In our July 2013 newsletter, we discussed the consequences of an individual retirement account (IRA) engaging in a prohibited transaction, with the end result being the account ceases to be treated as an IRA on the first day of the taxable year in which the prohibited transaction occurs and the IRA’s assets are considered to be distributed to the IRA owner on that date. The prohibited transaction discussed in our July 2013 newsletter involved an indirect extension of credit by two IRA owners to their IRAs through the IRA owners’ guaranty of a promissory note from a corporation wholly owned by the IRAs. Two additional variations of a prohibited transaction involve (i) the direct or indirect transfer to an IRA owner of the income or assets of an IRA, and (ii) an act by an IRA owner whereby he directly or indirectly deals with the income or assets of the IRA in his own interest or for his own account.

In 2005, Terry Ellis formed CST, a Missouri limited liability company that elected to be taxed as a corporation. CST’s operating agreement listed a not-yet formed IRA owned by Ellis as owning 98 percent of the membership units in CST; the remaining 2 percent was owned by a person not involved in the case. Ellis subsequently established the IRA and rolled over $321,345.25 from his former employer’s 401(k) plan to the IRA, of which $319,500 was then contributed to CST in exchange for the IRA’s 98 percent membership interest. During 2005, Ellis served as manager for CST and received compensation of $9,754 from CST.

The IRS issued a notice of deficiency for Terry and Sheila Ellis’ 2005 income tax return (they filed a joint income tax return for 2005), raising alternative theories as to why a prohibited transaction had occurred with respect to the IRA, including that a prohibited transaction occurred when Mr. Ellis caused CST to pay him compensation. The tax court sided with the IRS. The tax court agreed that, by causing CST to pay him $9,754 in compensation, Mr. Ellis had (i) engaged in a transfer of the IRA’s income or assets to himself, and (ii) dealt with the IRA’s income or assets for his own interest. As a result, the account ceased to be treated as an IRA, and its assets were deemed to be distributed.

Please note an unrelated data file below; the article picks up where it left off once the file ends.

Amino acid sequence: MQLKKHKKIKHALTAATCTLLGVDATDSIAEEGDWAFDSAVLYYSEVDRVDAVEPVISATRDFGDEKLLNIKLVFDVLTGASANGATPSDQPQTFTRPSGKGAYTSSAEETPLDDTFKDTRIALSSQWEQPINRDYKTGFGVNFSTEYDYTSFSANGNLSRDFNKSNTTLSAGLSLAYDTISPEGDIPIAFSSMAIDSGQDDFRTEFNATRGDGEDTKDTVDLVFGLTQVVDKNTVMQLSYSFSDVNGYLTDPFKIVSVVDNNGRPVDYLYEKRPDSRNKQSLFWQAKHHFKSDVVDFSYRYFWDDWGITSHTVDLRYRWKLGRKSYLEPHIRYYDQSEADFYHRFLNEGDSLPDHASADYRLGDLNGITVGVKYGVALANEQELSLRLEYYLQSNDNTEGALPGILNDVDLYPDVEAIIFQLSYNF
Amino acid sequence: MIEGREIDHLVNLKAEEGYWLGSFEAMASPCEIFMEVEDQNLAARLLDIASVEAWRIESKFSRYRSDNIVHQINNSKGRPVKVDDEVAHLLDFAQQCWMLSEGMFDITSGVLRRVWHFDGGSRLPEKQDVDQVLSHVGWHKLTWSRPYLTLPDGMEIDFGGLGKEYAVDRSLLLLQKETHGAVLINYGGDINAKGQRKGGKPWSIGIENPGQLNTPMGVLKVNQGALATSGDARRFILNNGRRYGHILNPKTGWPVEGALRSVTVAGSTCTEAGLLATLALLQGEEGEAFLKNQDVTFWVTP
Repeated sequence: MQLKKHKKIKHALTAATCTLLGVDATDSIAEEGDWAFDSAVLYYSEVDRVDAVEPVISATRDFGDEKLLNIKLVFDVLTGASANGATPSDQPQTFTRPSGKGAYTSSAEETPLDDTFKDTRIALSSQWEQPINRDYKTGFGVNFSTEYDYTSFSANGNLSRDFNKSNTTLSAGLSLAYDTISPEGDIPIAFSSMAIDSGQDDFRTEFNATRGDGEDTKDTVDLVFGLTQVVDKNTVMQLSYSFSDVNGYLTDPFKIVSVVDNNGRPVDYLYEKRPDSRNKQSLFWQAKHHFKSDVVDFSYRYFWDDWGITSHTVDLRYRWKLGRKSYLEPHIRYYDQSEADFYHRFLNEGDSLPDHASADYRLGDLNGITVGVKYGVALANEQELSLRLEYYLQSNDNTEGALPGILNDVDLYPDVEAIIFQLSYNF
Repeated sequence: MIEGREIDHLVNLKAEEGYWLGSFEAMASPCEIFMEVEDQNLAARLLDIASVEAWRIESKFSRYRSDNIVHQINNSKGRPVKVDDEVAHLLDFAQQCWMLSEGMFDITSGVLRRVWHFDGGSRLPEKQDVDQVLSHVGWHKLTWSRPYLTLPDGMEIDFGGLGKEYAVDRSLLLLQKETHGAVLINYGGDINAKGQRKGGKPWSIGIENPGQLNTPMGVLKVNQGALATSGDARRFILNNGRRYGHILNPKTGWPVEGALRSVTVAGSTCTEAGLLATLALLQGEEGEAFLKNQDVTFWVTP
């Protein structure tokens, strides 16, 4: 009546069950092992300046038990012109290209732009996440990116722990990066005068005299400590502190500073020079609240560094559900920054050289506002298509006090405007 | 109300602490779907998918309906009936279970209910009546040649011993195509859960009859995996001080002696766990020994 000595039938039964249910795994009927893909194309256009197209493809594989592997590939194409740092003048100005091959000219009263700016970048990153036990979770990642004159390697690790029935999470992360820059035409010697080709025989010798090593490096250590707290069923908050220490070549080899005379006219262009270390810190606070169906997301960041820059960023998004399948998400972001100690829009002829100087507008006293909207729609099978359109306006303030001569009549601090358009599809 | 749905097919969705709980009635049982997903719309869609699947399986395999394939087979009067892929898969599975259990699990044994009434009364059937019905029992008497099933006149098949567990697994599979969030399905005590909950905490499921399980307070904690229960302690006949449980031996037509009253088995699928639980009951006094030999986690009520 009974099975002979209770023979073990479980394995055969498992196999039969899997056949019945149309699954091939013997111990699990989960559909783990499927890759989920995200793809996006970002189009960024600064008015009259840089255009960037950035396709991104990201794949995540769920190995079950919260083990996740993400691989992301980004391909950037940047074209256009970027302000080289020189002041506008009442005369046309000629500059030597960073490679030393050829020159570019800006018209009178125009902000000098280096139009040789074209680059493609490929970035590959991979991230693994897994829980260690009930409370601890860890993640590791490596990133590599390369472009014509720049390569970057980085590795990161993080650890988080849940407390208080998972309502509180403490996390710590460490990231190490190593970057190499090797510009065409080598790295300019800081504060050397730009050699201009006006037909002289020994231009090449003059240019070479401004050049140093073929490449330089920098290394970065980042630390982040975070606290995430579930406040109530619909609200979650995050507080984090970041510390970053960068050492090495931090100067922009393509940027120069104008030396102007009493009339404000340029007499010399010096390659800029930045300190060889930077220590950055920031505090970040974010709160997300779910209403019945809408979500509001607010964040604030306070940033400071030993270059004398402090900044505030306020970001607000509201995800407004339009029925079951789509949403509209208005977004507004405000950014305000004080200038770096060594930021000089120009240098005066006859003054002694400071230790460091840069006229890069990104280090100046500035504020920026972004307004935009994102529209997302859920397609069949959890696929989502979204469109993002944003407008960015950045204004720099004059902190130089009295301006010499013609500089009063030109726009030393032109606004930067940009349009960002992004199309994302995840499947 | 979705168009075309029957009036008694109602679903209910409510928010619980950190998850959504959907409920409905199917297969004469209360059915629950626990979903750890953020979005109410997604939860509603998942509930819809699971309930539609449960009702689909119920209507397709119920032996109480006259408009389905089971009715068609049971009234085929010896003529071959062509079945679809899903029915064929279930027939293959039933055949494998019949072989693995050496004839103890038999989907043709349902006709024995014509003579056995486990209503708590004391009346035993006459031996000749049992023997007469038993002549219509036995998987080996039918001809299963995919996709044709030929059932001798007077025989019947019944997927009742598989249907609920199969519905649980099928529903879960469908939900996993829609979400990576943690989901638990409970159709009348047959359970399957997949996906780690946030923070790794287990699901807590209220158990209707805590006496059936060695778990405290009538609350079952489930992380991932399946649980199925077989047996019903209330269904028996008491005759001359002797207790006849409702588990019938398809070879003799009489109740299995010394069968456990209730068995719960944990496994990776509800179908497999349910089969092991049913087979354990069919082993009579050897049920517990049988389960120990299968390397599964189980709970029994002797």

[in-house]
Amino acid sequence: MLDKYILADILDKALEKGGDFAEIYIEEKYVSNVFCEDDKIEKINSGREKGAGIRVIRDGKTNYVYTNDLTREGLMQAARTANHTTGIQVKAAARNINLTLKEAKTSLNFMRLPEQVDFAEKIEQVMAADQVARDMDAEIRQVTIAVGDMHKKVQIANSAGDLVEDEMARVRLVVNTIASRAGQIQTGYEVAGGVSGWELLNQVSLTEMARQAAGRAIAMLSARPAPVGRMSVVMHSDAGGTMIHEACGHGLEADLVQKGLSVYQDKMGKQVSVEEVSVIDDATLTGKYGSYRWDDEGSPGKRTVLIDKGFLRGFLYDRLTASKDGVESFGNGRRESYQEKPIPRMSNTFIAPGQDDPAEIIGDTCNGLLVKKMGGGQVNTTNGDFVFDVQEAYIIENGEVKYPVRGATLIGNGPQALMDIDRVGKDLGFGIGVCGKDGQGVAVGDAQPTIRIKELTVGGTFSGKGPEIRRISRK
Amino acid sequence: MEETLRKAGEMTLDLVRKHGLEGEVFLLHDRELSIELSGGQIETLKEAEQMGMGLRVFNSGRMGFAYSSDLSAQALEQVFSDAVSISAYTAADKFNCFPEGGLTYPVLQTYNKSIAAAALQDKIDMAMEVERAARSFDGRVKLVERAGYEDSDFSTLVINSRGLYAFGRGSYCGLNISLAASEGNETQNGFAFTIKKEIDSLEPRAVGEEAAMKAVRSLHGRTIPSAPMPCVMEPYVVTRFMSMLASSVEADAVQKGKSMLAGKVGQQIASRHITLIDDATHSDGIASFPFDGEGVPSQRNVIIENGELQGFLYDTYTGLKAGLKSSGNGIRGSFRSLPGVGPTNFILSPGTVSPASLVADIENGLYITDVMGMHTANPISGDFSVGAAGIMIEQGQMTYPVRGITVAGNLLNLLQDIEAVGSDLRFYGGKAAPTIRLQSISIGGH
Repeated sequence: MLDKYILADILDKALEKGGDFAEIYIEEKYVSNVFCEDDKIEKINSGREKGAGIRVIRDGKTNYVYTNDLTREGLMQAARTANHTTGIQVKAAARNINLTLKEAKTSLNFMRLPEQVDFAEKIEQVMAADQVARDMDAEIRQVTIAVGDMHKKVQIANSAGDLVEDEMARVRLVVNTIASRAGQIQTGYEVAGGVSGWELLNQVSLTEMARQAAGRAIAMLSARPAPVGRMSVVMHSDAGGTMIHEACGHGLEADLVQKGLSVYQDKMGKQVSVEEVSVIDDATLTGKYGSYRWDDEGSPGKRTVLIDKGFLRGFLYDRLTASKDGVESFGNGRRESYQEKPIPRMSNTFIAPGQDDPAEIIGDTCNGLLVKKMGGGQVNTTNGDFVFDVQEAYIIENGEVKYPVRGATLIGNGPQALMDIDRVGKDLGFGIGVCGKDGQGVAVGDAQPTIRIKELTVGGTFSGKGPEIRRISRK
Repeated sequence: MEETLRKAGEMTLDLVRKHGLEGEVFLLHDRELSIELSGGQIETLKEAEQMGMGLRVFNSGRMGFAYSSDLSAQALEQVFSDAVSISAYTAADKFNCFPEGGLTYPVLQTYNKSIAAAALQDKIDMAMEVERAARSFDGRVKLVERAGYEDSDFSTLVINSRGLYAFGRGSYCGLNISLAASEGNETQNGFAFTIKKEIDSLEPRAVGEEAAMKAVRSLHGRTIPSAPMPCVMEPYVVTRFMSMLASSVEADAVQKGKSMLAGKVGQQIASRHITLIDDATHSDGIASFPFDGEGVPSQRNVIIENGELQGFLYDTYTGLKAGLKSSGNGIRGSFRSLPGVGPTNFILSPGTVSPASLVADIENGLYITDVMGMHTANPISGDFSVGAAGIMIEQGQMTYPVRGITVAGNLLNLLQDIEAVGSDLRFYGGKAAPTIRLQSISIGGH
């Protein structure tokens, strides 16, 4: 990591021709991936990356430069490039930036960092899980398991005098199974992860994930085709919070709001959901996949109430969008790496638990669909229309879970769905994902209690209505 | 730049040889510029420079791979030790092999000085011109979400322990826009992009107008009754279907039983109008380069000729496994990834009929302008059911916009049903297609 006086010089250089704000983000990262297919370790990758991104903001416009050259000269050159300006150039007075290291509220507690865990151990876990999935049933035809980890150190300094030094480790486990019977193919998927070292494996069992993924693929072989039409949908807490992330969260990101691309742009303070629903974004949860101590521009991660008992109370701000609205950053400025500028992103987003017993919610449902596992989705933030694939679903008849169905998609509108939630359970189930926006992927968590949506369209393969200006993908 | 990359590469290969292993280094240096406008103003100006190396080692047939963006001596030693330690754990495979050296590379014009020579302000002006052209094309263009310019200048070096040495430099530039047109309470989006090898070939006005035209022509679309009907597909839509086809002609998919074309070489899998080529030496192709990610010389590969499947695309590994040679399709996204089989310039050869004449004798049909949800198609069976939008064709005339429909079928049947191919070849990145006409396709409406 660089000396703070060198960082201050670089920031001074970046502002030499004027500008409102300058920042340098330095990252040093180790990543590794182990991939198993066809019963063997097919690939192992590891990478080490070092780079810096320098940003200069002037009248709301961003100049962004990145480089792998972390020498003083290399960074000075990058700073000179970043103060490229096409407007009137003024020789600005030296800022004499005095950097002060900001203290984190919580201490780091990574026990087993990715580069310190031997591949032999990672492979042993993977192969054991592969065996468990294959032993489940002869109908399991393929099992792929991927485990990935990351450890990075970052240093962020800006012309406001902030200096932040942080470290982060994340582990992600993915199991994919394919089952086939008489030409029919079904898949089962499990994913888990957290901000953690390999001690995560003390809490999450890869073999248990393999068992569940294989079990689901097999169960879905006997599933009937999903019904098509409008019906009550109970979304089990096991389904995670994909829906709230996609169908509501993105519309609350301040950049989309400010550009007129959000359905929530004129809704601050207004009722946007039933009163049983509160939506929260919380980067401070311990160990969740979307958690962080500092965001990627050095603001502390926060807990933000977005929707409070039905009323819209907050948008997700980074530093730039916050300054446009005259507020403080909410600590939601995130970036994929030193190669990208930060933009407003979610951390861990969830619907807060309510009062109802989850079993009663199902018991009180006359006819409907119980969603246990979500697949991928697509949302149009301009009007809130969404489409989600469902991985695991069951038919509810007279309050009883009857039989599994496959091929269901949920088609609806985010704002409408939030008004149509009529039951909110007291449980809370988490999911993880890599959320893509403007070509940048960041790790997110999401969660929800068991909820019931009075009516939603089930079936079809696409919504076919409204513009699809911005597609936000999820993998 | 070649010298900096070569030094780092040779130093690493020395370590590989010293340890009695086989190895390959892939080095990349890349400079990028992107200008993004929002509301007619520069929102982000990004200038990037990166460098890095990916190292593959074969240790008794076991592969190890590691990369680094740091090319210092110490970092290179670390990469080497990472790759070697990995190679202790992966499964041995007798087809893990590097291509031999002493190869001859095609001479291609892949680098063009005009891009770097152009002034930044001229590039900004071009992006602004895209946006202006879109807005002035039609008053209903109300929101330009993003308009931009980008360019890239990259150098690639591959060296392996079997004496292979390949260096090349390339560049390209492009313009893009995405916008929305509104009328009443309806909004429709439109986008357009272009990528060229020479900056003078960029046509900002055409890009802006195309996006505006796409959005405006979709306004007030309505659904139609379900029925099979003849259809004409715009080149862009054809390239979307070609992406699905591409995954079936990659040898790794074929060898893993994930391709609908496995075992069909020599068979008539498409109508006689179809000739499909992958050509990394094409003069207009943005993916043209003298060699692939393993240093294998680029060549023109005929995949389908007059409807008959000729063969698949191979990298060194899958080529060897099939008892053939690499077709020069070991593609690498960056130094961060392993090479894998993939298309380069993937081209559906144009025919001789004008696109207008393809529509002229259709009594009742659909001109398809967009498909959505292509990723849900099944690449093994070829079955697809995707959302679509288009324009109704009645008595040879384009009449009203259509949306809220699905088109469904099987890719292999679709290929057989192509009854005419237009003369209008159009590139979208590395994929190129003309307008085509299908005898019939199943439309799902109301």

The Ellis case is only the most recent example of courts’ willingness to construe the term “indirect” broadly under the prohibited transaction rules. Under this view, any transactions between a company that is substantially owned by an IRA and the IRA owner are likely to be closely scrutinized. Those capitalizing a new business by utilizing IRA funds as part of a so-called rollover business start-up (or ROBS) do so at their own peril. Ellis v. Commissioner, TC Memo 2013-245